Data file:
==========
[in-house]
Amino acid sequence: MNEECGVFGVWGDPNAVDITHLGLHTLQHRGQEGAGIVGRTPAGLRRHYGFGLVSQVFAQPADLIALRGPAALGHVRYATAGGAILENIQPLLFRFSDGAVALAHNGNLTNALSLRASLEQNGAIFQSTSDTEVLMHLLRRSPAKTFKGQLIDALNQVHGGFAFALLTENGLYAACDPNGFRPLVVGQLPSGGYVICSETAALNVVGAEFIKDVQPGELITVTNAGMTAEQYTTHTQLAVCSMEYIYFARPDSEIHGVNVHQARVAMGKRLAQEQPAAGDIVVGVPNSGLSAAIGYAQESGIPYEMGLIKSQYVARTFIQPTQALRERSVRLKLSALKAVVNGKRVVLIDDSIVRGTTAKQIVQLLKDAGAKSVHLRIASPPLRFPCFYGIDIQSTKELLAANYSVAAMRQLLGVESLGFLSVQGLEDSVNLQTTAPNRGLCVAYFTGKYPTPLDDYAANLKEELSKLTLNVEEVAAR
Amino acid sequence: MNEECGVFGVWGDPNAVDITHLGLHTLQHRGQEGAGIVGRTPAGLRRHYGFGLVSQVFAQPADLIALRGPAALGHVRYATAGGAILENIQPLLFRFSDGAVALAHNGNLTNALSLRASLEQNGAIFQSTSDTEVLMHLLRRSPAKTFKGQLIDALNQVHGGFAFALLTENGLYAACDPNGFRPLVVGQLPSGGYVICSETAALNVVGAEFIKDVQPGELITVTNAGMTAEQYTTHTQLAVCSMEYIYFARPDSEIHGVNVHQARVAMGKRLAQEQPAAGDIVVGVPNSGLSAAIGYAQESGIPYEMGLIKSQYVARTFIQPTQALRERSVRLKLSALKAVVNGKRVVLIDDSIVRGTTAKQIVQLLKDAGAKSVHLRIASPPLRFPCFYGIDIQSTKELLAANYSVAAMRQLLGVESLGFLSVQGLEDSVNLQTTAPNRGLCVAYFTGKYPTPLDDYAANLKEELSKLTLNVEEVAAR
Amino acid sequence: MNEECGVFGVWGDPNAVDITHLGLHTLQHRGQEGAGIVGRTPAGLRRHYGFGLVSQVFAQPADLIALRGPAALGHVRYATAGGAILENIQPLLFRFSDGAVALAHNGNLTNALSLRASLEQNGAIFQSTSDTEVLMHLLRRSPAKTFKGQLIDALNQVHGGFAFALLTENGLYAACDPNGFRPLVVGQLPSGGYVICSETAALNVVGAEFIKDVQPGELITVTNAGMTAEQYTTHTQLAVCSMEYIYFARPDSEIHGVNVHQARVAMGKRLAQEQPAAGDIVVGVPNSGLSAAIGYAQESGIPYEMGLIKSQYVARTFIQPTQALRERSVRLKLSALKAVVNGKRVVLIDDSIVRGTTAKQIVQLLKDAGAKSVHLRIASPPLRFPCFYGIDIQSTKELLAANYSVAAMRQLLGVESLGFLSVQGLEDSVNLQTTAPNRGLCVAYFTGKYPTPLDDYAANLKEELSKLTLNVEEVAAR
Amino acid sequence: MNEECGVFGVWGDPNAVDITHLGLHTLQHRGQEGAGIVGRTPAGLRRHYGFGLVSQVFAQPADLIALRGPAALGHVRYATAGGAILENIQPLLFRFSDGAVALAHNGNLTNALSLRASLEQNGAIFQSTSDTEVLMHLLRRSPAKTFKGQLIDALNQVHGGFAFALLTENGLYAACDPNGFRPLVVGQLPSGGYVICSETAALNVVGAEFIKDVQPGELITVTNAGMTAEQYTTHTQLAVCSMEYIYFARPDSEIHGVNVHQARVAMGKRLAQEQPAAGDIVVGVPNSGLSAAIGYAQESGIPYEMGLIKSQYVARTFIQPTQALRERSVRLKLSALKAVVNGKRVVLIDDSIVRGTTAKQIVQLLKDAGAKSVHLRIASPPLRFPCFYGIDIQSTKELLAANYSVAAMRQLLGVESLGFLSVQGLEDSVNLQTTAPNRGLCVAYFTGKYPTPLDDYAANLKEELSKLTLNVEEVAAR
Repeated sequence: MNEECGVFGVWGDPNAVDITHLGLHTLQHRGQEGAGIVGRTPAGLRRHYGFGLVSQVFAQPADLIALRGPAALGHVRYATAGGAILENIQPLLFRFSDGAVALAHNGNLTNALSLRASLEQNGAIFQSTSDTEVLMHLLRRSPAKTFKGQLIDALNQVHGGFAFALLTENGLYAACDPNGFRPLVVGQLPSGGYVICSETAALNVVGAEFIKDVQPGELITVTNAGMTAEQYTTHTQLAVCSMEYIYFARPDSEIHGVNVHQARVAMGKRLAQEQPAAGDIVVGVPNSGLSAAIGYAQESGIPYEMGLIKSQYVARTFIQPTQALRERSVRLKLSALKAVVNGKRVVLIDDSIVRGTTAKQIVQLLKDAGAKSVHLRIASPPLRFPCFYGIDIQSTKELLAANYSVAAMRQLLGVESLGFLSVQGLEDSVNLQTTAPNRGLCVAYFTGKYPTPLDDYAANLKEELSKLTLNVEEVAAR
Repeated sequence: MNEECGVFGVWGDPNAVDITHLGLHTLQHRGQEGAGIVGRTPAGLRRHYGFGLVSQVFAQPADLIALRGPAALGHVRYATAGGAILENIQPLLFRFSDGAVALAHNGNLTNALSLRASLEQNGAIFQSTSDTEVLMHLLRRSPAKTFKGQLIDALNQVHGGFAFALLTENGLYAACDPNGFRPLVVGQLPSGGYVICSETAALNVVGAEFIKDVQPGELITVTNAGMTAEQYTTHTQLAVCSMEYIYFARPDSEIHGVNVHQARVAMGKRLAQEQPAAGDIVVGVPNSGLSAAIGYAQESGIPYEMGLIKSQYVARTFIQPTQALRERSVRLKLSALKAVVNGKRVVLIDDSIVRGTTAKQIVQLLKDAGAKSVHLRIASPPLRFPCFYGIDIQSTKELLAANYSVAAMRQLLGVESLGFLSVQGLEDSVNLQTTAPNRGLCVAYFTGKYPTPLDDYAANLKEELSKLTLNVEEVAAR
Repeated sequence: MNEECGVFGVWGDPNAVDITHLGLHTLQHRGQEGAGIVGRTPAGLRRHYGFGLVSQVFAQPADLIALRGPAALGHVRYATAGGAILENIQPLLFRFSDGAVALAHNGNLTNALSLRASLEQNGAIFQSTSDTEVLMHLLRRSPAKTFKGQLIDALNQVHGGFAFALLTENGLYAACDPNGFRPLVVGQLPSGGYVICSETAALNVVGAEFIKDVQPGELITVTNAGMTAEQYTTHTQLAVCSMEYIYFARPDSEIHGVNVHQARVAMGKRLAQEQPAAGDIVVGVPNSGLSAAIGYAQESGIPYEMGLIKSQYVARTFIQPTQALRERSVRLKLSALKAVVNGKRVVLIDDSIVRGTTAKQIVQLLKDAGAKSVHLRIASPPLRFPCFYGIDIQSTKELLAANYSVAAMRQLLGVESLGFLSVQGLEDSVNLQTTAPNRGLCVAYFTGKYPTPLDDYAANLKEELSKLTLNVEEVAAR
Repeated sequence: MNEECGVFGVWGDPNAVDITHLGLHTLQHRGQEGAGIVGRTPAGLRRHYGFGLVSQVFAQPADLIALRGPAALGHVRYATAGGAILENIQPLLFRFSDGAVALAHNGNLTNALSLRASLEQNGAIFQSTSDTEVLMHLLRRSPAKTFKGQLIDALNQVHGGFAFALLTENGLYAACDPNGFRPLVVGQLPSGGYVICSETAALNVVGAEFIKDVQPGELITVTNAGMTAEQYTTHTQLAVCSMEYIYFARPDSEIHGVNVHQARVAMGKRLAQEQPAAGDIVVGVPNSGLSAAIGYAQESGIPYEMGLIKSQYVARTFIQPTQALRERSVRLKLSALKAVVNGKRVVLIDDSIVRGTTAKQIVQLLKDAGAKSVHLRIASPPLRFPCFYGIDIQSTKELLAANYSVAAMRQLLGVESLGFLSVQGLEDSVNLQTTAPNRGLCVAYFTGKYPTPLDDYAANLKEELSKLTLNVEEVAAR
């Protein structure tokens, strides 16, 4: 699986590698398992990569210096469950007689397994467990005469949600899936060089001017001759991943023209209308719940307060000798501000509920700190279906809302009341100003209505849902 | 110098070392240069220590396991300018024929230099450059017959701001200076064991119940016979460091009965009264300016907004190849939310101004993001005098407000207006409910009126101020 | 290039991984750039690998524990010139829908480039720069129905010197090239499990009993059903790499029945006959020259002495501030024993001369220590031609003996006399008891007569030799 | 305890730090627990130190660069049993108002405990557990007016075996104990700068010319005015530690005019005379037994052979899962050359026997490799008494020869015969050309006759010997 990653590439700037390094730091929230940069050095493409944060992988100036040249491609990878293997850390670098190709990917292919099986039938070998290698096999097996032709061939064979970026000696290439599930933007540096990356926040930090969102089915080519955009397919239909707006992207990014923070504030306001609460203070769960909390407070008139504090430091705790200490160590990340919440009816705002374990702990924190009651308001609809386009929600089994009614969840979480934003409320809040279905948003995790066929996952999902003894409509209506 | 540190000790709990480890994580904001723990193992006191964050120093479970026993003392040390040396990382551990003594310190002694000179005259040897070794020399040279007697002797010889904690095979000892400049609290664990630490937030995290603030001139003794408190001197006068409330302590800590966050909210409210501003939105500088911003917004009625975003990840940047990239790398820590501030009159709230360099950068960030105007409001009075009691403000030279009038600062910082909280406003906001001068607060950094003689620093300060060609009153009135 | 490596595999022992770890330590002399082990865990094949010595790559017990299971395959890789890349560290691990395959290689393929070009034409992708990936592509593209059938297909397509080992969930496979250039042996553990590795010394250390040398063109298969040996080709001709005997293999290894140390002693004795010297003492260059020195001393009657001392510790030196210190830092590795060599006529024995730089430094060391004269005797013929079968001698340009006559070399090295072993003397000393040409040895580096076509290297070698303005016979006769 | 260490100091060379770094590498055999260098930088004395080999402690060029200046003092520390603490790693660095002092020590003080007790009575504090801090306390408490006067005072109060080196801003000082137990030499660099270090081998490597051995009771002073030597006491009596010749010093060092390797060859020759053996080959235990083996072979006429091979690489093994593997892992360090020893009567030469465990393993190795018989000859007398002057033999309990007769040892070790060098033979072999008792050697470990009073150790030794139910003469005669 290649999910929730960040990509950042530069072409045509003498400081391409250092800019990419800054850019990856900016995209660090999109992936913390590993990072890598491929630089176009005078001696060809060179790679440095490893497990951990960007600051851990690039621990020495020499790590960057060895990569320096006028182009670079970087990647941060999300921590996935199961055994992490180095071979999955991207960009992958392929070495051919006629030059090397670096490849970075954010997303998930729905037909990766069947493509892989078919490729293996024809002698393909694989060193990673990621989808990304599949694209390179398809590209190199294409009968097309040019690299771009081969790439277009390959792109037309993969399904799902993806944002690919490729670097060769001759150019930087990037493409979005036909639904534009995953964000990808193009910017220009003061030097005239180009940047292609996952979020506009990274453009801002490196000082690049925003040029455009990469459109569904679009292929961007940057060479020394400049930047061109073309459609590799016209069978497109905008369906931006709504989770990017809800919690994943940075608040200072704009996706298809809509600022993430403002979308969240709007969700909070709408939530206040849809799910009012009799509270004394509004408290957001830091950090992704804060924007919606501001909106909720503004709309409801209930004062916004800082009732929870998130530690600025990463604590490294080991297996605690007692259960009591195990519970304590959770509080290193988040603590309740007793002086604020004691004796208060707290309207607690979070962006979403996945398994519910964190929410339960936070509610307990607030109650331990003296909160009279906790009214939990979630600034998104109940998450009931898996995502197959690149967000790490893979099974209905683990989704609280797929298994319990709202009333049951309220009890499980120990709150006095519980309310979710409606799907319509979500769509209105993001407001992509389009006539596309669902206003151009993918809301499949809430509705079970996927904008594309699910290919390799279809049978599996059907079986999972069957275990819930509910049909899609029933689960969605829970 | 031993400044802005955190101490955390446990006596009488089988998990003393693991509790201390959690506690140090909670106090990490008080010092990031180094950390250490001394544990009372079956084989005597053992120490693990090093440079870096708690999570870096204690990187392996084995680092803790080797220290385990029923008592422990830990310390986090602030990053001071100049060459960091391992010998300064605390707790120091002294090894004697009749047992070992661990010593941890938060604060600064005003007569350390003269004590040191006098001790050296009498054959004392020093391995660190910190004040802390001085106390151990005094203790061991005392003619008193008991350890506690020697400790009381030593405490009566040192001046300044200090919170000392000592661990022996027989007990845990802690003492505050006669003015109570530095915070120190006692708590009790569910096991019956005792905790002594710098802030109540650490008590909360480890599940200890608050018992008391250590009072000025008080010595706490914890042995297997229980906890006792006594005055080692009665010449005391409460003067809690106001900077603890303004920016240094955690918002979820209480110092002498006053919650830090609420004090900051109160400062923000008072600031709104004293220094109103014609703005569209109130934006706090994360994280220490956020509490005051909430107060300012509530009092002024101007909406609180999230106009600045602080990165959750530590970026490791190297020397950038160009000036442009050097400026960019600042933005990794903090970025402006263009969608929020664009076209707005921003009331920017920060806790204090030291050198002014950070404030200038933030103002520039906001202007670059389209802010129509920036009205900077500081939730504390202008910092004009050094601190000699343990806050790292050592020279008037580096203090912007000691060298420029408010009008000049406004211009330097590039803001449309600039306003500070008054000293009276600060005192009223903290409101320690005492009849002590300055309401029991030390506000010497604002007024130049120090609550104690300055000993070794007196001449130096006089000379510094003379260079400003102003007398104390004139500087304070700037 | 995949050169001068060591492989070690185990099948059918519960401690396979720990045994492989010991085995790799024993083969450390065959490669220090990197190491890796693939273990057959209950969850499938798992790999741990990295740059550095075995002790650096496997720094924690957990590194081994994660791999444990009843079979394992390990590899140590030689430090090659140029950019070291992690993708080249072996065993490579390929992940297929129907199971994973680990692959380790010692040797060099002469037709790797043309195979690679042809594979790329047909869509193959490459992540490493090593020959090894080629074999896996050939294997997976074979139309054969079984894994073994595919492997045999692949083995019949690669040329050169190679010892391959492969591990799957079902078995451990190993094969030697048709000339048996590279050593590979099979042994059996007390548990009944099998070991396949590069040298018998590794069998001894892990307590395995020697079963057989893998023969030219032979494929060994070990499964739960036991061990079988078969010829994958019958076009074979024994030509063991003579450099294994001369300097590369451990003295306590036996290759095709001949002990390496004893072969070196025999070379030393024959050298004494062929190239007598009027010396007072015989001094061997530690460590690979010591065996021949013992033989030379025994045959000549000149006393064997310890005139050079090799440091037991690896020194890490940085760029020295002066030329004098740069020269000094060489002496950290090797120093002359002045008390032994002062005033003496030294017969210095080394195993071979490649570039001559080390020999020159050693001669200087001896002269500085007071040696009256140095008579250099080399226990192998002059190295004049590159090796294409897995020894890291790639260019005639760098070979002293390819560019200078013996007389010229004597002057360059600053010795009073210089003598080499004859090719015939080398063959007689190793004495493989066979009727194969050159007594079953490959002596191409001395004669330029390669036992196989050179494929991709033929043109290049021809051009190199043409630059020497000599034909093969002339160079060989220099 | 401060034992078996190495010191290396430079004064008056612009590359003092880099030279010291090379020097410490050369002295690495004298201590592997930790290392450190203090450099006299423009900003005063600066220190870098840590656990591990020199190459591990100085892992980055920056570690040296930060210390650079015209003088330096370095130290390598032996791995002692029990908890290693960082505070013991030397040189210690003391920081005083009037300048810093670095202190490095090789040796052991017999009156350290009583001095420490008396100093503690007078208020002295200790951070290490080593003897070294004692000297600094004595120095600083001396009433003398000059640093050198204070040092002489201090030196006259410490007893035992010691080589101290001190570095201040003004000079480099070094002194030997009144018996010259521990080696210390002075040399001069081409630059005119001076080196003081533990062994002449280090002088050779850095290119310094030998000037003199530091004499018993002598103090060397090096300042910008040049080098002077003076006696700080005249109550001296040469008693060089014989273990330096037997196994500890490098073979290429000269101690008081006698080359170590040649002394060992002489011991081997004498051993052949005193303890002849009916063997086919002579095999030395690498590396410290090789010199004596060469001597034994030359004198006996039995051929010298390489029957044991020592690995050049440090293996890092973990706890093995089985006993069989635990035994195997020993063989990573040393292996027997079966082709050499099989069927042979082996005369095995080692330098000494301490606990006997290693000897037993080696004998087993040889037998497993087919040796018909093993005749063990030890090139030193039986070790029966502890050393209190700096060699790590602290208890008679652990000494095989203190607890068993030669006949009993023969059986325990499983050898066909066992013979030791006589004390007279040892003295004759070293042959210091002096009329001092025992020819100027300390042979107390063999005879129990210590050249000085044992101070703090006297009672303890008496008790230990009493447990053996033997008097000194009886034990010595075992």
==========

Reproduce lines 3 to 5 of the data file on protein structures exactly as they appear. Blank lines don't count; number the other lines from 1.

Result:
Amino acid sequence: MNEECGVFGVWGDPNAVDITHLGLHTLQHRGQEGAGIVGRTPAGLRRHYGFGLVSQVFAQPADLIALRGPAALGHVRYATAGGAILENIQPLLFRFSDGAVALAHNGNLTNALSLRASLEQNGAIFQSTSDTEVLMHLLRRSPAKTFKGQLIDALNQVHGGFAFALLTENGLYAACDPNGFRPLVVGQLPSGGYVICSETAALNVVGAEFIKDVQPGELITVTNAGMTAEQYTTHTQLAVCSMEYIYFARPDSEIHGVNVHQARVAMGKRLAQEQPAAGDIVVGVPNSGLSAAIGYAQESGIPYEMGLIKSQYVARTFIQPTQALRERSVRLKLSALKAVVNGKRVVLIDDSIVRGTTAKQIVQLLKDAGAKSVHLRIASPPLRFPCFYGIDIQSTKELLAANYSVAAMRQLLGVESLGFLSVQGLEDSVNLQTTAPNRGLCVAYFTGKYPTPLDDYAANLKEELSKLTLNVEEVAAR
Amino acid sequence: MNEECGVFGVWGDPNAVDITHLGLHTLQHRGQEGAGIVGRTPAGLRRHYGFGLVSQVFAQPADLIALRGPAALGHVRYATAGGAILENIQPLLFRFSDGAVALAHNGNLTNALSLRASLEQNGAIFQSTSDTEVLMHLLRRSPAKTFKGQLIDALNQVHGGFAFALLTENGLYAACDPNGFRPLVVGQLPSGGYVICSETAALNVVGAEFIKDVQPGELITVTNAGMTAEQYTTHTQLAVCSMEYIYFARPDSEIHGVNVHQARVAMGKRLAQEQPAAGDIVVGVPNSGLSAAIGYAQESGIPYEMGLIKSQYVARTFIQPTQALRERSVRLKLSALKAVVNGKRVVLIDDSIVRGTTAKQIVQLLKDAGAKSVHLRIASPPLRFPCFYGIDIQSTKELLAANYSVAAMRQLLGVESLGFLSVQGLEDSVNLQTTAPNRGLCVAYFTGKYPTPLDDYAANLKEELSKLTLNVEEVAAR
Amino acid sequence: MNEECGVFGVWGDPNAVDITHLGLHTLQHRGQEGAGIVGRTPAGLRRHYGFGLVSQVFAQPADLIALRGPAALGHVRYATAGGAILENIQPLLFRFSDGAVALAHNGNLTNALSLRASLEQNGAIFQSTSDTEVLMHLLRRSPAKTFKGQLIDALNQVHGGFAFALLTENGLYAACDPNGFRPLVVGQLPSGGYVICSETAALNVVGAEFIKDVQPGELITVTNAGMTAEQYTTHTQLAVCSMEYIYFARPDSEIHGVNVHQARVAMGKRLAQEQPAAGDIVVGVPNSGLSAAIGYAQESGIPYEMGLIKSQYVARTFIQPTQALRERSVRLKLSALKAVVNGKRVVLIDDSIVRGTTAKQIVQLLKDAGAKSVHLRIASPPLRFPCFYGIDIQSTKELLAANYSVAAMRQLLGVESLGFLSVQGLEDSVNLQTTAPNRGLCVAYFTGKYPTPLDDYAANLKEELSKLTLNVEEVAAR